haze englannista suomeksi
utu, auer, autere
Very fine solid particles (smoke, dust) or liquid droplets (moisture) suspended in the air, slightly limiting visibility.
1772 December, James Cook, ''A Voyage Towards the South Pole and Around the World'', vol. 1 ch. 2:
- Our hopes, however, soon vanished; for before eight o'clock, the serenity of the sky was changed into a thick haze, accompanied with rain.
A reduction of transparency of a clear gas or liquid.
An analogous dullness on a surface that is ideally highly reflective or transparent.
Any state suggestive of haze in the atmosphere, such as mental confusion or vagueness of memory.
1957, (w), ''Scapegoat (novel)|The Scapegoat'' http://books.google.com/books?id=cf4-iVG03pEC, (ISBN), page 218:
- In my haze of alcohol, I thought for one crazy instant that he had plumbed my secret.
1998, Leonard I. Nass and Charles A. Heiberger, ''Encyclopedia of PVC'' http://books.google.com/books?id=mDe7EidmglIC&, (ISBN), page 318:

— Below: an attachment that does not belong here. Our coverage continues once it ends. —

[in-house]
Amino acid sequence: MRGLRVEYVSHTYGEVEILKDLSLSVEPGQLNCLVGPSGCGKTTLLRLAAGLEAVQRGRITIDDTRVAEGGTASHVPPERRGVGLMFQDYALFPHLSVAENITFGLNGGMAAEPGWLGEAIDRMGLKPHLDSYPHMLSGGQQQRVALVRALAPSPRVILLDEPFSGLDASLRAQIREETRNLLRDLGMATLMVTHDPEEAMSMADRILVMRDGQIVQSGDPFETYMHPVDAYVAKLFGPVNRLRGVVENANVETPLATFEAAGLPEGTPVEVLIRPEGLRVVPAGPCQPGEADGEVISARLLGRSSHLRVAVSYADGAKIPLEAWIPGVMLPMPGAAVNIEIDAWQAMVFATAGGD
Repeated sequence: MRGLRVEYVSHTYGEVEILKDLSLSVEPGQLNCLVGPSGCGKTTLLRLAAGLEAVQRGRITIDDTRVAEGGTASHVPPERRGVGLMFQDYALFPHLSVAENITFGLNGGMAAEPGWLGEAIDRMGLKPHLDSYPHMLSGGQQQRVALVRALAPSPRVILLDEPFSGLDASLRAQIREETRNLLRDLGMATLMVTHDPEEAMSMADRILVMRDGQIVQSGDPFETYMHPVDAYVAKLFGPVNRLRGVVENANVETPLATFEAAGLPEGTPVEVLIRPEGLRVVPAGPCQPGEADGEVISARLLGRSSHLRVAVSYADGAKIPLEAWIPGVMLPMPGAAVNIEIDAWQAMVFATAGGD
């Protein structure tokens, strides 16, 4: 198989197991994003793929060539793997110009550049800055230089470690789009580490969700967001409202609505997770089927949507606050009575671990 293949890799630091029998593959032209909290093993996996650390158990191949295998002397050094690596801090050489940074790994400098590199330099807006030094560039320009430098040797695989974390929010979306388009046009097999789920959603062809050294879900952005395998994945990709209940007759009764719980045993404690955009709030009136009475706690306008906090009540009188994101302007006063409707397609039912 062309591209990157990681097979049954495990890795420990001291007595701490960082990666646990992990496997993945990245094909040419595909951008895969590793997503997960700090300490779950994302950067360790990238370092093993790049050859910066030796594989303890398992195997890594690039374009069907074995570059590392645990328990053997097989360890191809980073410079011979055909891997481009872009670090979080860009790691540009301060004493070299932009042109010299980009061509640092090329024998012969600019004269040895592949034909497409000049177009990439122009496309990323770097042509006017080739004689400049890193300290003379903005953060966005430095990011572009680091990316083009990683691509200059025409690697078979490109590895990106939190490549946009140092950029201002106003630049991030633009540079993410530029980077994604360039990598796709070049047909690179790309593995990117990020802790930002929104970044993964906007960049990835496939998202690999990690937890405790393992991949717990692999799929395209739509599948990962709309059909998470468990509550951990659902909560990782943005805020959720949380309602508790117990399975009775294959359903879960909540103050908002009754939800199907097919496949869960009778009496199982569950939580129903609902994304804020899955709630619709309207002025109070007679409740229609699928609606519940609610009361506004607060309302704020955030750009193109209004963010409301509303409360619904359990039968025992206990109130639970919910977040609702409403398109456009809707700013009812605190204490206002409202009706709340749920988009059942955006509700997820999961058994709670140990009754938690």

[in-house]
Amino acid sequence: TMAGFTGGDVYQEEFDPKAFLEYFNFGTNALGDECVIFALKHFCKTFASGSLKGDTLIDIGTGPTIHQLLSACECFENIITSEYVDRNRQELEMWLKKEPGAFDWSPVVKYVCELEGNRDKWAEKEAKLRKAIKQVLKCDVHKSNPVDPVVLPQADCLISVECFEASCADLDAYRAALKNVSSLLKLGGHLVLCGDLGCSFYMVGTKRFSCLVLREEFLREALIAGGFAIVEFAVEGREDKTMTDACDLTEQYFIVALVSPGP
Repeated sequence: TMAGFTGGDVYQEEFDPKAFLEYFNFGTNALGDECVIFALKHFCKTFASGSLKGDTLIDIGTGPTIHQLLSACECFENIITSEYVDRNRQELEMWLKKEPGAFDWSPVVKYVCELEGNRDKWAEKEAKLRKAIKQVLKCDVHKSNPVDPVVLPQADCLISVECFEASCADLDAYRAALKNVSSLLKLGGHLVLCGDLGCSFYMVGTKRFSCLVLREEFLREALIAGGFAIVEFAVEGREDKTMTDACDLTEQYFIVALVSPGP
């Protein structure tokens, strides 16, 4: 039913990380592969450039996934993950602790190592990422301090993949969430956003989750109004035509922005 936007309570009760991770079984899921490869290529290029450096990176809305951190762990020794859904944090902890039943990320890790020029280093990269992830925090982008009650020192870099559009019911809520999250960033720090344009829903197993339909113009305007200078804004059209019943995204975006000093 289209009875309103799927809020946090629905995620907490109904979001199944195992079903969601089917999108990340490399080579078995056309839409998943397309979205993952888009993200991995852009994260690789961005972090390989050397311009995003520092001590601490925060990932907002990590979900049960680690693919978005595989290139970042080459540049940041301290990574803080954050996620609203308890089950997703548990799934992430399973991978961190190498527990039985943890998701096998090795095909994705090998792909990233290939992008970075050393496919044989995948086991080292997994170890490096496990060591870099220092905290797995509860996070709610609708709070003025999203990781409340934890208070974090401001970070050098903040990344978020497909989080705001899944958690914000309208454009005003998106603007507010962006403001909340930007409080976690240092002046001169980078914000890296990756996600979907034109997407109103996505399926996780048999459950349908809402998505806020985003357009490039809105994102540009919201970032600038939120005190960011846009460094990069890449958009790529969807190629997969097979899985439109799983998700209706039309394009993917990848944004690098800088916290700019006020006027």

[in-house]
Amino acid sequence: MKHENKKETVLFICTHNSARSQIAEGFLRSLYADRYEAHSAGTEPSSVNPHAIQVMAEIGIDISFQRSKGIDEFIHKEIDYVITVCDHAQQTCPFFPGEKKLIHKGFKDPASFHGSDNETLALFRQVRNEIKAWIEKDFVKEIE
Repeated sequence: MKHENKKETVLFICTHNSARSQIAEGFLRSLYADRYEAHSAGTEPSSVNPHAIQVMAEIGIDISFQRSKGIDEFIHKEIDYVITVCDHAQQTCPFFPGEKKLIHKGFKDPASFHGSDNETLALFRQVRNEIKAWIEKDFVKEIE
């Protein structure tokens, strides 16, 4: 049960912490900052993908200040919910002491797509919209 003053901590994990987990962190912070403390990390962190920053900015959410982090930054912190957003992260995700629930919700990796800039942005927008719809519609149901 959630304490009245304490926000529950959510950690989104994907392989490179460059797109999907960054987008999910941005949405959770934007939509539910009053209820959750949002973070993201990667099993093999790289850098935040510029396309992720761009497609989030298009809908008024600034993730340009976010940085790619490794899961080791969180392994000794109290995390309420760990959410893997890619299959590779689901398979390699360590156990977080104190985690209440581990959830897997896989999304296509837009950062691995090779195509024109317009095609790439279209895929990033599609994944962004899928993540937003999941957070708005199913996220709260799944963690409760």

- Haze is listed as a percent value and, typically, is about 1% for meat film.
1985, Philip Jackisch, ''Modern Winemaking'' http://books.google.com/books?id=Zf-24UvvT4oC, (ISBN), page 69:
- Various clarifying and fining agents are used in winemaking to remove hazes.
To be or become hazy, or thick with haze.
To perform an unpleasant initiation ritual upon a usually non-consenting individual, especially freshmen to a closed community such as a college or military unit.
(quote-text)|title=The Understanding Heart|chapter=I|passage=(..) when the young man whirled his horse, “hazed” Jupiter in circles and belaboured him with a rawhide quirt, (..) He ceased his cavortings (..)